Me and scent, though, have a different relationship. Despite sampling dozens of perfumes and owning a few over the decades, I've never found a scent I enjoy on myself. I get excited about them in the bottle but when I put them on..not that great. Too powdery or too floral or simply wrong. Maybe my skin oils are not conducive to scent. It's been disappointing.

But a week ago I tried one of Tod's recent purchases. Serge Lutens' Fille en aiguilles is exactly perfect for me. It's all pine needles and ginger and pencil shavings. There is a hint of live wintergreen with a sweet spicy clove. It is the only perfume I've ever put on that made me smile when I caught a whiff of it. Sometimes I even refresh it at the end of the day. This one is mine until I use it up. (Sorry, darling.)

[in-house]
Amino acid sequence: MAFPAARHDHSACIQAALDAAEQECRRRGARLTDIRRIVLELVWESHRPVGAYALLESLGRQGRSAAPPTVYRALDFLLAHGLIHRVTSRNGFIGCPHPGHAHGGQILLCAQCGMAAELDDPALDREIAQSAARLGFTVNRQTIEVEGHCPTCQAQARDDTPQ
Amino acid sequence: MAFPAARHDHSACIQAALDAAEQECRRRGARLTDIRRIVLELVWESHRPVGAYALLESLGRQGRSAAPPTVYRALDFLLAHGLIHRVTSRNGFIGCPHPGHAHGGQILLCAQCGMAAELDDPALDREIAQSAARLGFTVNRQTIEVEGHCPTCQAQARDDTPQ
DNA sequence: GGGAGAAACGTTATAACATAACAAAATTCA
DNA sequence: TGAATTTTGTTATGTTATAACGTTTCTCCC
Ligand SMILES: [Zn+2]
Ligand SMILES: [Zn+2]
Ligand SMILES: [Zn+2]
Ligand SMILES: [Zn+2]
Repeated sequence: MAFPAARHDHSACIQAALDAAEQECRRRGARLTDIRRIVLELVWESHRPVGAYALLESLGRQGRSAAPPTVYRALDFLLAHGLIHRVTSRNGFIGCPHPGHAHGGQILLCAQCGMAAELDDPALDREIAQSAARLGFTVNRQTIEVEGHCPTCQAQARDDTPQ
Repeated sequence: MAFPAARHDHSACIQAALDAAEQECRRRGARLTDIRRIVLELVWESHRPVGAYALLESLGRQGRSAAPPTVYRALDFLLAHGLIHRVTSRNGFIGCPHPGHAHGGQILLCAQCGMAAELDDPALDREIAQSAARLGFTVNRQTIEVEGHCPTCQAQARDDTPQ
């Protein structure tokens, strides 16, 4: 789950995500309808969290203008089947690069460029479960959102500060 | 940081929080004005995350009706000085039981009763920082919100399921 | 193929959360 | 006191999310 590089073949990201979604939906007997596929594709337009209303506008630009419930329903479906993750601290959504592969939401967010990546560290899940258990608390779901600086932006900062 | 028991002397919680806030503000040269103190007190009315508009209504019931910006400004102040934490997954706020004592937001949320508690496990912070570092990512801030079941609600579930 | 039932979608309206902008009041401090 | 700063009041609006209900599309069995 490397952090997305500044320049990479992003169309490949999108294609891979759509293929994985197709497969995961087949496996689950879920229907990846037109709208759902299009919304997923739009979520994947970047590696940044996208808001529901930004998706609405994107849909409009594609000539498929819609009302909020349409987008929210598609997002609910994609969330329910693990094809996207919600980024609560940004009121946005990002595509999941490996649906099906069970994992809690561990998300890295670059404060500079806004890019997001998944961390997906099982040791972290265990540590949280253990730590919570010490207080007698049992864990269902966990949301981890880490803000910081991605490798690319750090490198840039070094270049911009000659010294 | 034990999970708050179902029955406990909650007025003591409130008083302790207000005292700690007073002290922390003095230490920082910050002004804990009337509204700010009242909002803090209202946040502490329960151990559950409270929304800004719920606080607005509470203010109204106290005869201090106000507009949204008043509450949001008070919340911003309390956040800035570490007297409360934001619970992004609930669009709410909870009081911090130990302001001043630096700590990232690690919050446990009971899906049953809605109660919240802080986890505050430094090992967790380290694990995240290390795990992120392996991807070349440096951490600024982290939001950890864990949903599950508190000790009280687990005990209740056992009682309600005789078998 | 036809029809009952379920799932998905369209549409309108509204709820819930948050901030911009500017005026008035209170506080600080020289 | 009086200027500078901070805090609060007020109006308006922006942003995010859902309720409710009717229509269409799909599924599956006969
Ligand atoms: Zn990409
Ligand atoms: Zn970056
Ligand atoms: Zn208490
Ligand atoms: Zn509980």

Next time you see me in person, make sure you sniff deeply. I won't mind at all. I smell nice.

Hillhacks (in Summary)

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Tod & I just returned from Hillhacks, a tech conference for "hacking and making" in the Himalayas. It was an incredible experience for both of us. Dreams came true, doors opened, and plans formed. But I am getting ahead of the story.


Ironically, the one thing that didn't happen on this trip is what took me there in the first place. Akiba and I had planned to get Maru the LED hoop working in time for a Diwali performance, but thanks to my inability to stabilse the power system and a lack of time to focus on the work needed, it didn't happen.


What was I doing, if not the project I'd planned? Mostly I was teaching and hosting school students who attended our workshops.


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At Woodwhistlers: a new circus star; physical math; magnets; making music.